Information Hungry

As a 20 year old student, I am stating the obvious when I say that I am a digital native. Although kids my age grew up reading books like Harry Potter and Twilight, we also grew up with Wikipedia and SparkNotes. Technology and the internet were present as I was growing up but now as a young adult our world is predominantly digital. As technology developed, my mind developed along with it. The plasticity of my mind is simply a product of my generation.

In chapter three of The Shallows, Carr talks about the newness of written and literary work. He describes how the transition from an oral world to a written world was especially intellectually demanding because of the amount of attention long-term reading required. Amongst this Carr makes the point: “Our predisposition is to shift our gaze, and hence our attention, from one object to another, to be aware of as much of what’s going on around us as possible.” (63). I believe that this point is not only the epitome of my life but the lives of all digital natives.

When I buckled down to read The Shallows, Carr’s account of his difficulty concentrating while reading could not have been any more relatable as I found myself itching to grab my phone. I came to the realization that while I was reading this book, I was merely receiving information from Carr and my mind is accustomed to acquiring a myriad of information at once from different channels all within my phone. I can receive all different kinds of information whether it is an email from the school president or a CNN video someone shared on Facebook. My mind is always wanting more information because that’s what it’s used to. I speak for my generation when I say that we want to know and form opinions about everything.

At a time where information is so accessible, all I want to do is access it. We are either pulling information or information is being pushed toward us or this is occurring simultaneously. A device as small as our phones gives us the power to know what’s going on around us not just where we live or go to school but all over the world. Even at the beginning of a literary world, way before social media was created, our minds were craving more.

In this video, part of a Social Media Revolution series by Erik Qualmann, we learn about the advancement and the power of the Internet that Carr raves about. Our need for knowledge has created many platforms that are useful and even essential to our everyday lives. For example, through an outlet like LinkedIn, I can connect with not only people I go to school with but anyone I’ve met. I completely agree with the way Carr’s point of describing humanity’s need for awareness because I am a living testimony of it.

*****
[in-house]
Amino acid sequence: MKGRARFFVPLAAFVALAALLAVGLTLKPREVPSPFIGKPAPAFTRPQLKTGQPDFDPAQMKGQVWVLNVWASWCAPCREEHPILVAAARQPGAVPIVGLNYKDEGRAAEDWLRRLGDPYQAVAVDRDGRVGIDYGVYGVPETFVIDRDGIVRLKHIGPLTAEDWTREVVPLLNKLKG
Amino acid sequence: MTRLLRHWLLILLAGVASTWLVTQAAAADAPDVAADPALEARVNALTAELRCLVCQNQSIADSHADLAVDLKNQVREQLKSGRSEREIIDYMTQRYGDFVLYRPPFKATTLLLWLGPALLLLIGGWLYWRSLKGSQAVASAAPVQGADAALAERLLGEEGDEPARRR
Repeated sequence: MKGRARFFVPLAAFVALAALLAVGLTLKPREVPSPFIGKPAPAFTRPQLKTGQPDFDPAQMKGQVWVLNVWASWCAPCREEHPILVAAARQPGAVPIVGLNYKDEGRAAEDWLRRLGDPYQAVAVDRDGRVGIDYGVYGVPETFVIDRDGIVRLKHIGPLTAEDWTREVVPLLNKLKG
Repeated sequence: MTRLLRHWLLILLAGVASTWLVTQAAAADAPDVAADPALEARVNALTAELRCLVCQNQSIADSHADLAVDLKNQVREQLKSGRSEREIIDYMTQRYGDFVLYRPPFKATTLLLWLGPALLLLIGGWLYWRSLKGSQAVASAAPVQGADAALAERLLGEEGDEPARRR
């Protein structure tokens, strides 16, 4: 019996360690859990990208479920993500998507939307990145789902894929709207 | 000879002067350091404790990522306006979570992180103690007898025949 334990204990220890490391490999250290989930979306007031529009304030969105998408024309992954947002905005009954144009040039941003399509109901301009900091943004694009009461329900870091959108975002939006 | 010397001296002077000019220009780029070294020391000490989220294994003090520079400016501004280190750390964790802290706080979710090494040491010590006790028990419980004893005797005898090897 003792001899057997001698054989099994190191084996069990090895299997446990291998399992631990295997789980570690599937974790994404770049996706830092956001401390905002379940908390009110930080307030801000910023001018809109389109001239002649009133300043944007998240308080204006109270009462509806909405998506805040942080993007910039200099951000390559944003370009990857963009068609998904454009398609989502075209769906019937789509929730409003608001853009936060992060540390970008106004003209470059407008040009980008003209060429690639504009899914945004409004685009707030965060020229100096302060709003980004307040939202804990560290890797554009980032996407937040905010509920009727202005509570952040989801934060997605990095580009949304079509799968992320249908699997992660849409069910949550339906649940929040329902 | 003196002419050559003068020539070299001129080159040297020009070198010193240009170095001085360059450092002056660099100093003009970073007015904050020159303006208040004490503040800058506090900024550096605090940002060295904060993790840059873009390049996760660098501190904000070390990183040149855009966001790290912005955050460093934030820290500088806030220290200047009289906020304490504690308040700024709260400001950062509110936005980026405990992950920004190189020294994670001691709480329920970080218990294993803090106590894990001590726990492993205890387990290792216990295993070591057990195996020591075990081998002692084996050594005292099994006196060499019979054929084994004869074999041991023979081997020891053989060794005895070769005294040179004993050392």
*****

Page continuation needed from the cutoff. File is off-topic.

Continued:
Author: Isabella D

I am a senior at the University of Delaware, studying English, Advertising and French.

5 thoughts on “Information Hungry”

  1. Isabella, Nice post! It’s ironic, isn’t it, that the craving for awareness that you write about often results in a sense of distractedness (at least according to Carr). And thanks for the link to the Qualman video—why don’t you also post it to our Twitter feed? ~Joe


  2. Interesting point about how our generation is used to internet presence, it makes me think of things like Webkinz, SIMS, AIM, Runescape, Club Penguin…we never really had a chance. I agree about the information overload you talked about, we are programed to soak everything up.


  3. I agree with Carr entirely when he talks about our predisposition to be alert, aware, etc. It’s simply in our DNA. However, I personally tend to find myself distracted by devices such as my phone only occasionally. Sometimes, I’ll be reading something that I really didn’t want to read in the first place, and perhaps my mind will be elsewhere and I’ll want to check my phone. Other times, however, I am so entranced in what I am reading that it’s as if the rest of the world does not exist. But even being distracted part of the time begs the question: Is it the boring material, or an acclimation to a digital world, that really drives my distractedness?


  4. “I speak for my generation when I say that we want to know and form opinions about everything.” You’re certainly right about that! The reason that I personally am always distracted by my phone or the internet is because, when unstimulated, my thoughts wander to things I find interesting and that I want to know more about. How am I supposed to pay attention to some boring homework I’m not interested in when all of humanity’s collective knowledge is on the internet?


  5. I think your post raises a really interesting point. At our age, we have basically grown up alongside technology. When we were kids technology was not completely a necessity, but as it evolved, and we grew older, technology became a vital part of our daily lives. I believe that this evolution, as you talked about, has changed the way we think. It has provided us with the satisfaction to our craving for more information and easier access.


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